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  • Research article
  • Open Access

Determinants and time to blood transfusion among thermal burn patients admitted to Mulago Hospital

BMC Research Notes201710:258

https://doi.org/10.1186/s13104-017-2580-2

  • Received: 3 September 2016
  • Accepted: 28 June 2017
  • Published:

Abstract

Background

Blood transfusion, a practice under re-evaluation in general, remains common among thermal burn patients due to the hematological alterations associated with burns that manifest as anemia. Today advocacy is for restrictive blood transfusion taking into account individual patient characteristics. We went out to identify the parameters that may determine transfusion requirement and the time to blood transfusion for thermal burn patients in Mulago Hospital in order to build statistics and a basis to standardize future practice and Hospital protocol.

Methods

112 patients with thermal burns were enrolled into a prospective cohort study conducted in the Surgical Unit of the Accidents and Emergency Department and Burns Unit of Mulago Hospital. Relevant data on pre-injury, injury and post-injury factors was collected including relevant laboratory investigations and treatment modalities like surgical intervention. Patients were clinically followed up for a maximum period of 28 days and we identified those that were transfused.

Results

22.3% of patients were transfused. The median time to transfusion was 17 days from time of injury and varied with different patient characteristics. The median pre-transfusion hemoglobin (Hb) level was 8.2 g/dL. Transfusion was significantly related to; admission to the intensive care unit (p = 0.001), a body mass index (BMI) <2 kg/m2 (p = 0.021), % total burn surface area (TBSA) >20 (p = 0.049), pre-existing illness (p = 0.046), and white blood cell (WBC) count <4000 or >12,000/μL (p = 0.05).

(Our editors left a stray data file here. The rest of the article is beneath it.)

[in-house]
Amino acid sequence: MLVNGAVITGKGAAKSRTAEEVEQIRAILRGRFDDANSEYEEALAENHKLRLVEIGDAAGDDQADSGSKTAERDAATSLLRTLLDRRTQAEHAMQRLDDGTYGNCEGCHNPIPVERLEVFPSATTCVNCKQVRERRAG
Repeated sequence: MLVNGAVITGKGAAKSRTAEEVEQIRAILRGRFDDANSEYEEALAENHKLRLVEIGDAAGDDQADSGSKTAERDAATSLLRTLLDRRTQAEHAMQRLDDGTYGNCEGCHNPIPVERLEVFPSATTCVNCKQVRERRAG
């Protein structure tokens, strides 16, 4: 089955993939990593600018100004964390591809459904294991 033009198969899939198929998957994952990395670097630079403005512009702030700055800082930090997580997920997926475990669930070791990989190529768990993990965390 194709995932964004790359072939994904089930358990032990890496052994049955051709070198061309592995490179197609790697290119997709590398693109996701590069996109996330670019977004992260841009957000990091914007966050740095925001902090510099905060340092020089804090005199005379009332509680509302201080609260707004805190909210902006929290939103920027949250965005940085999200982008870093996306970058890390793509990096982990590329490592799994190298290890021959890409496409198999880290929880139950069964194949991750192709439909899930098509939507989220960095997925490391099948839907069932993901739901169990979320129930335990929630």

Conclusion

Pre-existing illnesses, a low BMI, TBSA of >20%, admission to the intensive care unit and abnormalities in the WBC count are useful predictors of blood transfusion among thermal burns patients admitted to Mulago Hospital. The precise time to transfusion from time of burns injury cannot be generalized. With close monitoring of each individual patient lies the appropriateness and timeliness of their management.

Keywords

  • Thermal burns
  • Blood transfusion
  • Time to transfusion
  • Determinants of transfusion

Background

Due to the demonstrable complications of transfusion among burns patients in concert with the improved patient outcome on restrictive blood use trials, the role of blood transfusion in burns has undergone re-evaluation over years [1, 2]. These data, have led to recommendations that blood transfusions be used only when there is an apparent physiologic need [3] based on the patients vital signs, estimation of blood loss and evaluation of blood volume, clinical and laboratory evaluation of end organ perfusion.

Current transfusion protocols use a specific (trigger) level of haemoglobin (Hb) or haematocrit (HCT) that dictates when to transfuse packed red blood cells (PRBCs). An acceptable strategy for transfusion of burn patients has not been specifically identified [4]. There is no one ‘common trigger’ but with on-going research, different triggers are adopted. This has changed from the traditional Hb <10 g/dL in the 1960s to <7 g/dL in the 1990s to a range of haemoglobin level of 6–8 g/dL [57], which is not used independently but alongside other physiological parameters to decide the need to or not to transfuse the patient.